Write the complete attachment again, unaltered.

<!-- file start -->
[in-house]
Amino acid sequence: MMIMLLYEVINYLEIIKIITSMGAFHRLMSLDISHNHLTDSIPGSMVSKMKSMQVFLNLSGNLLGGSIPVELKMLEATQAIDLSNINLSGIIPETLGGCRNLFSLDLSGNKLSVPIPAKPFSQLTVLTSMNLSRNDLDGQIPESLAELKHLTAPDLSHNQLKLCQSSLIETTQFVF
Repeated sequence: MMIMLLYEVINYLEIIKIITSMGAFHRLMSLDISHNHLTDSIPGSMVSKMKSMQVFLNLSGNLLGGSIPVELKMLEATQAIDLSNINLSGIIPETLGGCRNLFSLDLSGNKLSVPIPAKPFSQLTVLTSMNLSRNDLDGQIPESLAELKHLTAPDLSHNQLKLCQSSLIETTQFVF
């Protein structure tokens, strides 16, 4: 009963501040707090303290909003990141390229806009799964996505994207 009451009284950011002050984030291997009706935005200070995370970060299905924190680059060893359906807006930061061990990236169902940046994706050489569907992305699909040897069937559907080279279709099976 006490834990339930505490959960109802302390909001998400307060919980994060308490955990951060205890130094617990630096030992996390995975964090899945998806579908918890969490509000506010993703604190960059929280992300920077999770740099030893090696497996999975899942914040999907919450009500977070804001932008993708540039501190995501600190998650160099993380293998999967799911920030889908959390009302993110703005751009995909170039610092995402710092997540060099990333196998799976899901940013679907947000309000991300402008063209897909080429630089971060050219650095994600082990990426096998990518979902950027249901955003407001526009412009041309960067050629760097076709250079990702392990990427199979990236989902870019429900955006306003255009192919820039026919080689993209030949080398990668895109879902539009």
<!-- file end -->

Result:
[in-house]
Amino acid sequence: MMIMLLYEVINYLEIIKIITSMGAFHRLMSLDISHNHLTDSIPGSMVSKMKSMQVFLNLSGNLLGGSIPVELKMLEATQAIDLSNINLSGIIPETLGGCRNLFSLDLSGNKLSVPIPAKPFSQLTVLTSMNLSRNDLDGQIPESLAELKHLTAPDLSHNQLKLCQSSLIETTQFVF
Repeated sequence: MMIMLLYEVINYLEIIKIITSMGAFHRLMSLDISHNHLTDSIPGSMVSKMKSMQVFLNLSGNLLGGSIPVELKMLEATQAIDLSNINLSGIIPETLGGCRNLFSLDLSGNKLSVPIPAKPFSQLTVLTSMNLSRNDLDGQIPESLAELKHLTAPDLSHNQLKLCQSSLIETTQFVF
């Protein structure tokens, strides 16, 4: 009963501040707090303290909003990141390229806009799964996505994207 009451009284950011002050984030291997009706935005200070995370970060299905924190680059060893359906807006930061061990990236169902940046994706050489569907992305699909040897069937559907080279279709099976 006490834990339930505490959960109802302390909001998400307060919980994060308490955990951060205890130094617990630096030992996390995975964090899945998806579908918890969490509000506010993703604190960059929280992300920077999770740099030893090696497996999975899942914040999907919450009500977070804001932008993708540039501190995501600190998650160099993380293998999967799911920030889908959390009302993110703005751009995909170039610092995402710092997540060099990333196998799976899901940013679907947000309000991300402008063209897909080429630089971060050219650095994600082990990426096998990518979902950027249901955003407001526009412009041309960067050629760097076709250079990702392990990427199979990236989902870019429900955006306003255009192919820039026919080689993209030949080398990668895109879902539009």